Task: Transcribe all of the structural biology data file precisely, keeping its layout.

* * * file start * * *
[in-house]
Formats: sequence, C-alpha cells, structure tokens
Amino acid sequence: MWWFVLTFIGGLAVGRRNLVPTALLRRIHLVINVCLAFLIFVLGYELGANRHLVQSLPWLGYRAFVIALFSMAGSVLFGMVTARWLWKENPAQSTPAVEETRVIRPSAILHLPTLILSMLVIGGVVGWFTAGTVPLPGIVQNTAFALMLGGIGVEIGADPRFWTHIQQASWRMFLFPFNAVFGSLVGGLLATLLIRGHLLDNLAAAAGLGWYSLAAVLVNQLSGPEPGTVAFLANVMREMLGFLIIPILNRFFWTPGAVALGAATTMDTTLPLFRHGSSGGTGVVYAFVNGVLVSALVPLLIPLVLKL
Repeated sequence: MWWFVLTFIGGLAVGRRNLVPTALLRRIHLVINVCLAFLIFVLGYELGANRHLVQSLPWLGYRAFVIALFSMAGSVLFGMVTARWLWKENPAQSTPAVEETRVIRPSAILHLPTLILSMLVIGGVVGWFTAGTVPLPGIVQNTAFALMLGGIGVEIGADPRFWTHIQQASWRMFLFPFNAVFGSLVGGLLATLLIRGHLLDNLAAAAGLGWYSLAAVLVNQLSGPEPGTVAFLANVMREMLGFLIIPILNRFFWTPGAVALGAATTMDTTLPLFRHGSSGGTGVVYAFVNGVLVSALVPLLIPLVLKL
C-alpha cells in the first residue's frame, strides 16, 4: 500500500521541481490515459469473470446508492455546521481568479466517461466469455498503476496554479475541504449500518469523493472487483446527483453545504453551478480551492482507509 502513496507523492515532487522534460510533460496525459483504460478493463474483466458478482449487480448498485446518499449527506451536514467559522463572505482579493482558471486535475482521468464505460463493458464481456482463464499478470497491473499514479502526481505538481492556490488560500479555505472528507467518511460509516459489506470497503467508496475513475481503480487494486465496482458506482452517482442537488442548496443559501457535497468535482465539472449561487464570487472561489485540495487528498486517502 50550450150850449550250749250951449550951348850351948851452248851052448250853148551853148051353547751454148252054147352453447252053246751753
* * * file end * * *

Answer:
[in-house]
Formats: sequence, C-alpha cells, structure tokens
Amino acid sequence: MWWFVLTFIGGLAVGRRNLVPTALLRRIHLVINVCLAFLIFVLGYELGANRHLVQSLPWLGYRAFVIALFSMAGSVLFGMVTARWLWKENPAQSTPAVEETRVIRPSAILHLPTLILSMLVIGGVVGWFTAGTVPLPGIVQNTAFALMLGGIGVEIGADPRFWTHIQQASWRMFLFPFNAVFGSLVGGLLATLLIRGHLLDNLAAAAGLGWYSLAAVLVNQLSGPEPGTVAFLANVMREMLGFLIIPILNRFFWTPGAVALGAATTMDTTLPLFRHGSSGGTGVVYAFVNGVLVSALVPLLIPLVLKL
Repeated sequence: MWWFVLTFIGGLAVGRRNLVPTALLRRIHLVINVCLAFLIFVLGYELGANRHLVQSLPWLGYRAFVIALFSMAGSVLFGMVTARWLWKENPAQSTPAVEETRVIRPSAILHLPTLILSMLVIGGVVGWFTAGTVPLPGIVQNTAFALMLGGIGVEIGADPRFWTHIQQASWRMFLFPFNAVFGSLVGGLLATLLIRGHLLDNLAAAAGLGWYSLAAVLVNQLSGPEPGTVAFLANVMREMLGFLIIPILNRFFWTPGAVALGAATTMDTTLPLFRHGSSGGTGVVYAFVNGVLVSALVPLLIPLVLKL
C-alpha cells in the first residue's frame, strides 16, 4: 500500500521541481490515459469473470446508492455546521481568479466517461466469455498503476496554479475541504449500518469523493472487483446527483453545504453551478480551492482507509 502513496507523492515532487522534460510533460496525459483504460478493463474483466458478482449487480448498485446518499449527506451536514467559522463572505482579493482558471486535475482521468464505460463493458464481456482463464499478470497491473499514479502526481505538481492556490488560500479555505472528507467518511460509516459489506470497503467508496475513475481503480487494486465496482458506482452517482442537488442548496443559501457535497468535482465539472449561487464570487472561489485540495487528498486517502 50550450150850449550250749250951449550951348850351948851452248851052448250853148551853148051353547751454148252054147352453447252053246751753